Dear Friends and Neighbors,
Last Thursday the Legislature concluded the longest legislative session in history – 195 days. It ended without an agreement on possibly the most important issue of the legislative session — a fix for the state Supreme Court Hirst decision. In this update you will find an overview of what happened with Hirst, an overview of the operating budget, education funding and other significant legislation we passed in the last month.
Operating budget and education funding plan
The last few days of June were a whirlwind as we worked to get a budget passed before the June 30 deadline. While we were able to avert a government shutdown and pass an operating budget and an education funding plan, I have some concerns with both spending plans.
We passed a $43.7 billion two-year state operating budget, Senate Bill 5883, by a vote of 70-23 in the House, and 39-10 in the Senate.
I want to acknowledge the hard work of the budget and education funding negotiators. They had a tough task trying to reach agreement on an education funding plan that would be deemed balanced and fair across the state.
While I commend them for their work, in the end I felt I could not support the operating budget or education funding plan. The new budget increases spending by about $11.3 billion — nearly a 30 percent increase over four years — that's just too much. I question the sustainability of such a large increase in the budget.
We had $3 billion in additional tax revenue coming in to the state this biennium, but this budget adds another $2.2 billion in tax increases. It also sweeps several important dedicated resources, such as the state's Public Works Assistance Account, which makes loans to local municipalities for important water and sewer infrastructure.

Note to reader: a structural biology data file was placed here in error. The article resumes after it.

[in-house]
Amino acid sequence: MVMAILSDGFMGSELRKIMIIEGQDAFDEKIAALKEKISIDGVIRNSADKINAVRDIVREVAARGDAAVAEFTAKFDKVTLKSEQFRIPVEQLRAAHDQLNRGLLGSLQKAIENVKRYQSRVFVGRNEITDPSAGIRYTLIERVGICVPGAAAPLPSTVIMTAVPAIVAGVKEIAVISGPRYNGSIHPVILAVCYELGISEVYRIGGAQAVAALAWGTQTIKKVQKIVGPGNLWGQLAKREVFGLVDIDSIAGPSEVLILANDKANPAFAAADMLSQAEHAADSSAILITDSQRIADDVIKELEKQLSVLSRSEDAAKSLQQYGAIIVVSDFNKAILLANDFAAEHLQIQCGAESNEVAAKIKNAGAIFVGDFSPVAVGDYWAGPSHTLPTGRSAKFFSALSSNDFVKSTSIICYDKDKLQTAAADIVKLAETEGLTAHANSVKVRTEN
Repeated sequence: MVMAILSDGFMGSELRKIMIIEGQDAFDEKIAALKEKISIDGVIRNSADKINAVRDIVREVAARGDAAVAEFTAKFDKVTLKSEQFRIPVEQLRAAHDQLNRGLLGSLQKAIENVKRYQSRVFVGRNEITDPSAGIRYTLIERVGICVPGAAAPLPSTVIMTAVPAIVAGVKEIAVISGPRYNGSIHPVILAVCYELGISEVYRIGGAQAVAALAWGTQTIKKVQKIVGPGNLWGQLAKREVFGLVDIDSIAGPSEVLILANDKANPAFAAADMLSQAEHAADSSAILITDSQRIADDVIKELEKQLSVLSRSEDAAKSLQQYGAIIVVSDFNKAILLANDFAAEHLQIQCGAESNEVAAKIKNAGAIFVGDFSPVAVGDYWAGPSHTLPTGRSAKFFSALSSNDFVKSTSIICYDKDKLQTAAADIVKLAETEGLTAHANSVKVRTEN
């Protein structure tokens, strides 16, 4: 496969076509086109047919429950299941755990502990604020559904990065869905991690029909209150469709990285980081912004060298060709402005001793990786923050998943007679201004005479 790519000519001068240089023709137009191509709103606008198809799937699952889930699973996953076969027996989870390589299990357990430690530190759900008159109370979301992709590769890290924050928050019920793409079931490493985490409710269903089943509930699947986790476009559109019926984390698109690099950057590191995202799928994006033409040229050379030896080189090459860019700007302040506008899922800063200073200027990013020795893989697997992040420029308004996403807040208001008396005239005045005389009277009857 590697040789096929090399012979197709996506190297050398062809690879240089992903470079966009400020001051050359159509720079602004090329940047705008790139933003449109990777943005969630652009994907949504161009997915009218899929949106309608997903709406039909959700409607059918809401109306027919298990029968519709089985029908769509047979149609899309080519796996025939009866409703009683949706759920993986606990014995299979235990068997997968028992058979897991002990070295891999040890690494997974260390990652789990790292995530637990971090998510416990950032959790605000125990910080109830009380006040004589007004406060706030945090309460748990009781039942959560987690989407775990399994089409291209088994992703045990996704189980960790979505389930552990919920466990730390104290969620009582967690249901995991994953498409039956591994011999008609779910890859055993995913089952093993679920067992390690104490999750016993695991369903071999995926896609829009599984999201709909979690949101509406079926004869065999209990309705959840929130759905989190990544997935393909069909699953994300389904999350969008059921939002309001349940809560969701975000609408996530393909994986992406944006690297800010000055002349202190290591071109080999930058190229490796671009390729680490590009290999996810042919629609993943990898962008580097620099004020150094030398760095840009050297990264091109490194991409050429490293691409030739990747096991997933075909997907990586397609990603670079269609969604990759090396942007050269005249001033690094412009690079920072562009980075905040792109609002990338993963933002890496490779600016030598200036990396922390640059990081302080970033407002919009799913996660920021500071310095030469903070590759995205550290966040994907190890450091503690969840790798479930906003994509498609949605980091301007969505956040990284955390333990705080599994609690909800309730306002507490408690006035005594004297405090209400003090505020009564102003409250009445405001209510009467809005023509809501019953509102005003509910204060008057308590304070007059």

As for the education plan, House Bill 2242, I could not support the bill as it was presented. It is far more equitable than what we had. However, there is more work to do. I expect there will be some fine-tuning needed in the future.
Paid family leave
During the final days of June, the budget and education funding were not the only big issues passed by the Legislature. A paid family leave program was passed and has already been signed by the governor. While paid family and medical leave sounds like a great idea in principle, I am afraid it is another hit to our small employers in Washington state. The laws and regulations continue to stack up against them. They must contend with one of the highest minimum wages in the country, paid sick leave, and taxes on gross receipts – thanks to our unique B&O tax. Some will also see an increase in property taxes with the recent education plan passed by the Legislature, and employers continue to see health care costs go up. All those add up to being a lethal combination.
I find it ironic how many politicians talk about protecting the little guy, yet this combination of higher costs plays right into the hands of big corporations. Home Depot, Safeway, Costco and many others can spread or absorb this cost, but not our small business owners.
Some have been selling the program as voluntary. That is not the case. Employers may opt out if they can show they have a voluntary plan that meets certain standards – and is comparable to the state program. The Employment Security Department does require a $250 fee for reviewing each voluntary plan.
All employees will be in the paid family leave program, whether they want to be or not. This could lead to some unhappy workers who may not choose to utilize the program, yet will have deductions in their paychecks. They will also pay 100 percent of the premiums for family leave and 55 percent for disability leave if they work for a business with 50 or fewer employees. For larger employers, the share of the total premiums will be about 37 percent with the employee's share around 63 percent.